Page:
In later years, Ambedkar’s energies were devoted more to politics and social change rather than economic analysis, but even his writings and speeches on politics reflected a deep engagement with economic issues and questions of political economy. A careful reading of Ambedkar’s writings dispels the view that he was either a champion of a laissez-faire economy or a revolutionary socialist. Ambedkar’s views on economics were as complex as his views on politics and it is likely that one shaped the other. As his views on India’s agrarian problems indicate, he saw no contradiction between advocating for industrialization on the one hand and cooperative farming on the other. And in both cases, he supported his arguments with examples of countries in other parts of the world which had adopted the solutions he was advocating. More than doctrine, empirical evidence seems to have guided many of his policy positions.
Although Ambedkar spoke out in favour of industrialization and urbanization, he also warned of the ills of capitalism, arguing that unfettered capitalism could turn into a force of oppression and exploitation. It was Ambedkar who proposed to the Constituent Assembly that the chapter on fundamental rights in the Constitution should include both negative rights (relating to civil liberties) as well as positive rights (relating to social and economic justice). In a memorandum on this subject, Ambedkar outlined his vision of the rights of citizenship in a free India, and explained why it would entail extensive state control over the economy.
“In an economic system employing armies of workers, producing goods en masse at regular intervals, someone must make rules so that workers will work and the wheels of industry run on," he wrote. “If the state does not do it, the private employer will. Life otherwise will become impossible. In other words, what is called liberty from the control of the state is another name for the dictatorship of the private employer."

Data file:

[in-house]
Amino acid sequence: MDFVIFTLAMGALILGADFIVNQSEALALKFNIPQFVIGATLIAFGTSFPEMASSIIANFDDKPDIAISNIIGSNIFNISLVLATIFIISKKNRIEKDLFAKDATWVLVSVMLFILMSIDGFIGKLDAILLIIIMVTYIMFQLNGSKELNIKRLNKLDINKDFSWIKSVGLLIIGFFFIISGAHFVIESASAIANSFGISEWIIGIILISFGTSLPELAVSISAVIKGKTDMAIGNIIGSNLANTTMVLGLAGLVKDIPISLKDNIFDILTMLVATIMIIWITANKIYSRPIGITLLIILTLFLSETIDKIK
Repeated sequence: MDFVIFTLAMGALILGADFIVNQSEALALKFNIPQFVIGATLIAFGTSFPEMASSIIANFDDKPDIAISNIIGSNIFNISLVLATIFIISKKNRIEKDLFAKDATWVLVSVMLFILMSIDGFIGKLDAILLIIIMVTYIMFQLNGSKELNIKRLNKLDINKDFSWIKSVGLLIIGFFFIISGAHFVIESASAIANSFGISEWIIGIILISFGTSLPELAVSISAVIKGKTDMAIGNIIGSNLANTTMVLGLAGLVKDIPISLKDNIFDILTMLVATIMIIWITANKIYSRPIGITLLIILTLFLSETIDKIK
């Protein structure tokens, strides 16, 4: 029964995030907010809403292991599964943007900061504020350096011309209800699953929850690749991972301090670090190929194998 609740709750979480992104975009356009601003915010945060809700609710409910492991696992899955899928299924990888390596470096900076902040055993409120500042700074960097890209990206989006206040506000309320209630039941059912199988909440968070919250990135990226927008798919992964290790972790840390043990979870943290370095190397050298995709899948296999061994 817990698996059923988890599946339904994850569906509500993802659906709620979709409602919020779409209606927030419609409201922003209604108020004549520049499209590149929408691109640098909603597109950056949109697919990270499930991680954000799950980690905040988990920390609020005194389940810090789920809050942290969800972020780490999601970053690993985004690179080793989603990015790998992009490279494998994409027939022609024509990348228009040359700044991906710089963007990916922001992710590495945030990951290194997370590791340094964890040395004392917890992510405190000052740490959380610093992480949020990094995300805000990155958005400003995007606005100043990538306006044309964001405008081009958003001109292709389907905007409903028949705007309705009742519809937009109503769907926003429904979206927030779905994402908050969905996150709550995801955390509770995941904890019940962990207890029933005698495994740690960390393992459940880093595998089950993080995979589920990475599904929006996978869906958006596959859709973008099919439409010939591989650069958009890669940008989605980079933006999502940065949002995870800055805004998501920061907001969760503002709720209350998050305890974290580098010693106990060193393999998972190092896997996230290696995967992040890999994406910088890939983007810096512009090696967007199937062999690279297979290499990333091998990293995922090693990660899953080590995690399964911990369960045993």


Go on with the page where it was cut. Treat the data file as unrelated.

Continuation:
Economic and social thoughts of Baba saheb are still relevant and we all need to materialise them collectively.
The economic thought of Dr. Ambedkar cannot be separated from his social and political thinking and therefore , there is a need to understand Babasaheb through his original writings in a holistic manner . Babasaheb was not against capital ,but exploitative nature of the capitalist system . Dr. Ambedkar also focus on the field of public finance and issues related to the land distribution . I personally think that if the workers today work with dignity and get fair wages ,both in private and public and private sectors , it is because of the security granted by Baba saheb in the form of labour laws.
Personality of Baba saheb was multi dimensional but many significant aspects of his life , including his economic thoughts ,have not come into light in a proper manner.